The other day I banged out a sentence on the ole laptop and paused when my son interrupted my thought process to ask a question. When I returned my attention to the sentence, one word in particular caught my attention. My head tilted as I assessed the word, questioned the spelling. Strangely enough, the obnoxious red squiggles Microsoft Word is so found of hadn’t appeared, so I assumed I’d spelled it correctly. Still, something didn’t look quite right. Or perhaps I should say spot-on.
Perhaps you’ve guessed by now that I spelled the word in question, travelling/traveling, as if I was writing for our friends across the pond. I mentioned before in How Reading Taught Me to Misspell Words that I’ve been tripped up by the British spelling preferences. Usually, Word catches them. Not so this time.
I’ll cut to the chase and tell you that travelling and traveling are both verbs meaning to go from one place to another, as on a trip or journey. This isn’t a case of a second or third definition. In fact, the two spellings can be used interchangeably. What’s more, what I’m about to tell you applies to travelled/traveled and traveller/traveler.
So what’s the difference, you ask? There isn’t one. Today’s The Weight of Words is another example of British versus American spelling preferences. British writers employ the double L version of the word and American writers go for the single L spelling. No big deal if you’re jotting off a note to someone or a private letter. But if you’re writing a larger work for a particular audience or about Brits or Americans specifically, it might be wise to use a spelling your intended readers will not think is a mistake.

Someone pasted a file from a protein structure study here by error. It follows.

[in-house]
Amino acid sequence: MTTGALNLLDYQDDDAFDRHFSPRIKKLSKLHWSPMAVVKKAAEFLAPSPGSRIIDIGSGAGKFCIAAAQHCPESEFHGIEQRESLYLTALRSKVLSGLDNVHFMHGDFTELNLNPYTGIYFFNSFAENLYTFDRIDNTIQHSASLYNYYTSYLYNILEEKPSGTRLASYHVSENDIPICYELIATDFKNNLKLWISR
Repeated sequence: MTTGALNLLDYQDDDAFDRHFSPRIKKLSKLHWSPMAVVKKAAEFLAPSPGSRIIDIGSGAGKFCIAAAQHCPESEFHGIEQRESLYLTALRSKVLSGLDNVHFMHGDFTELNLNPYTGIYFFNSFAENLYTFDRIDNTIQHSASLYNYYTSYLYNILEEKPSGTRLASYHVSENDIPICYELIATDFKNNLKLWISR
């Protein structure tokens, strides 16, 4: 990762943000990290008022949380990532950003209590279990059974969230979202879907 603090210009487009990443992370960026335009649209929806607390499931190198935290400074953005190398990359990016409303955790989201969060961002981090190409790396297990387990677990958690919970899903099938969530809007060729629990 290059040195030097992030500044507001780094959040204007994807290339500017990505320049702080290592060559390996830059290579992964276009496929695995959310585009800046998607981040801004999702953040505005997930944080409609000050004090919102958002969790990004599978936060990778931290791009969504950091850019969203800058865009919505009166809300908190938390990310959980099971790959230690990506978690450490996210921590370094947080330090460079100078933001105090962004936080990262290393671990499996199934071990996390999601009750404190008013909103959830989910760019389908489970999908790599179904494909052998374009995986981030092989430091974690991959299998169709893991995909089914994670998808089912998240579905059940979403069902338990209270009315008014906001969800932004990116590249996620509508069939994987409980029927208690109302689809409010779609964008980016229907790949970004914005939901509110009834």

A tidbit of research uncovered the reason behind the differences in spellings:
Each word has its own unique history, but the primary mover and shaker in this transatlantic drama is the nineteenth century American lexicographer Noah Webster, he of dictionary fame. According to “A History of English Spelling” (Manchester University, 2011) by D.G. Scragg, Webster’s dictionary of 1828 is largely responsible for standardizing the accepted spelling of American English.
Before 1828, many words, such as humor (or humour), defense (or defence) and fiber (or fibre), had two acceptable spellings on both sides of the pond, because they were introduced in England via both Latin and French, which used different spellings. Webster picked his preferred forms (the former ones in each example above), justifying his choices in various ways, but partly on nationalist grounds: he wanted American spelling to be distinct from, and (in his opinion) superior to, British spelling.
I can appreciate Mr. Webster’s patriotism, but sometimes I wish he’d chosen another way to express it rather than in different spellings.
Wolchover, Natalie. “Why Do Brits and Americans Spell Words Differently?” LiveScience, Purch, 17 Apr. 2012, http://www.livescience.com/33844-british-american-word-spelling.html.